A good Pu’er is one that has been aged for years, and the age should reflect that price. We’ve seen teas selling for $10 a brick, even though they claim to have been aged over 30 years. It’s hard to spot a fake tea if you don’t know what you’re looking for, but we find that the following two rules make it easy for inexperienced buyers:

  1. If it sounds too good to be true then it probably is.
  2. If multiple sellers are selling the same type from the same region and era, they’ve probably all bought from the same mass counterfeiter. This is a small-batch, luxury product and one you wouldn’t expect to be sold en masse by every seller on the internet.

There are a couple issues with fake Pu’er. Firstly, you’re not getting a tea that has been aged for years and years and are most likely buying something relatively fresh but that has undergone a simulated ageing process. Secondly, and perhaps more importantly, a fake tea may not have been manufactured to meet specific standards and could be contaminated, although, in most cases, it’s the real deal and has simply not been aged.

Where to Buy Genuine Pu’er Tea?

This tea is sold by many vendors online, but it’s not always the best quality. We wouldn’t recommend purchasing from eBay, Amazon Marketplace, or Alibaba Express. We’re not discrediting all suppliers on these sites, as there are some very reputable brands operating here, but these retailers are so vast and so exposed that you’ll also find a number of inferior products and even counterfeit products.

The inexperienced tea-drinker may struggle to differentiate between the legitimate and the counterfeit, the good and the bad. Whether a seller has good feedback or not isn’t enough of an indicator. There are eBay sellers with thousands of positive reviews that sell blatantly counterfeit goods, and there are also those with only a handful of reviews that sell nothing but the best.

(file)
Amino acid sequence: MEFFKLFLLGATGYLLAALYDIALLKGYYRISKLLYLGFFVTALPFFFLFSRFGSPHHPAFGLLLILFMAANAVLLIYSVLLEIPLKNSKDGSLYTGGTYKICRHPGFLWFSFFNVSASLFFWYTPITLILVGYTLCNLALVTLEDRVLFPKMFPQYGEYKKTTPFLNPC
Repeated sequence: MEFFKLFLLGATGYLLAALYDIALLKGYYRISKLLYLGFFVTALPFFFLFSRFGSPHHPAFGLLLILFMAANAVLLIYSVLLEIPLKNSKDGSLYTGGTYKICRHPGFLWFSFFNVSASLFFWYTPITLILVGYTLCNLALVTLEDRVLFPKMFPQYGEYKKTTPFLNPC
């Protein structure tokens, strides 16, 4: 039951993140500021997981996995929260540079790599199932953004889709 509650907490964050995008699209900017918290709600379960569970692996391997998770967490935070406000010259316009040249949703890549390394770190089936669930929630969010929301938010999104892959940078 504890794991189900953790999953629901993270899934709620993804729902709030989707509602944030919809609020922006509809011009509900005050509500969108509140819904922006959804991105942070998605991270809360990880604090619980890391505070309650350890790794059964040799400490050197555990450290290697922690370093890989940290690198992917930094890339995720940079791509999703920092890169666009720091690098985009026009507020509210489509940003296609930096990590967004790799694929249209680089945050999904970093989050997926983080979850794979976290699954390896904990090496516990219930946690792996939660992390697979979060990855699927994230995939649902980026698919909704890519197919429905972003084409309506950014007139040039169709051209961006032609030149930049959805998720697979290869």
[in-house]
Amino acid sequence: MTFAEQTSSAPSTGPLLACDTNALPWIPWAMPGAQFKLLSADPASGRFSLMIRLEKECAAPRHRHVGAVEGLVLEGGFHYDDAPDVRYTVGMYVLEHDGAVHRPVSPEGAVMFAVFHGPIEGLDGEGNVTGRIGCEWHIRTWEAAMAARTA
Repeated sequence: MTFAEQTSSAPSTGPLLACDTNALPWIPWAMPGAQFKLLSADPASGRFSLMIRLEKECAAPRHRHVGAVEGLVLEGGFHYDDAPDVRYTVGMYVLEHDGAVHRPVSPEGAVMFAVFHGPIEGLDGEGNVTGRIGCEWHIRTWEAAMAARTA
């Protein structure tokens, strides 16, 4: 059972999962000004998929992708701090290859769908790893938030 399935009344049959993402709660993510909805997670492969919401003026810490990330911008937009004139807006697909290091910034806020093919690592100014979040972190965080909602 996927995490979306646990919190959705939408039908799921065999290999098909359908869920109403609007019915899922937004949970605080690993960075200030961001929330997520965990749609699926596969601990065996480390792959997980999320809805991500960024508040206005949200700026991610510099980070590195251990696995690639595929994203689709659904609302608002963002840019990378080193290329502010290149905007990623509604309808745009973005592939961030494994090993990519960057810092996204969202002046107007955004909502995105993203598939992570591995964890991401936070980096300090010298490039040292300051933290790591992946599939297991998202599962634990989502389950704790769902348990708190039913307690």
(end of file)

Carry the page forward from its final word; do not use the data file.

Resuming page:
If you want to buy Pu’er tea, drop into a local teashop or stick with one of the big brands. In the case of the former, you’ll be able to touch it, smell it, and enquire about its origins, while the latter will ensure you always get a consistent, genuine product.

How to Brew Fermented Tea

Brewing Fermented Tea

Finally, there is just one thing left to discuss: how to actually brew a cup of Pu’er tea. It’s not like black tea; you can’t just stuff it into a teabag and steep it for a few minutes. If you have a brick or cake, break off a few grams (1 to 2 tsp) and add to a teapot or infuser (try our own thermos infuser, which is a teapot/infuser/bottle all-in-one and will keep your drink hot for hours).

Add some boiled water from the kettle, give the tea a little swirl, and then tip the water straight out. This is the traditional method of brewing most types of tea in China, as they believe that it helps remove most of the caffeine (not entirely true, but a small amount is removed) and that it improves the taste (debatable). But it’s important with Pu’er tea, as it helps take the edge off the flavour and remove any impurities.

Once the leaves are wet and primed, just add some more boiled water, leave it to steep for 3 to 5 minutes, and then serve. It can be consumed with or without milk and sugar, and you can use the leaves several more times.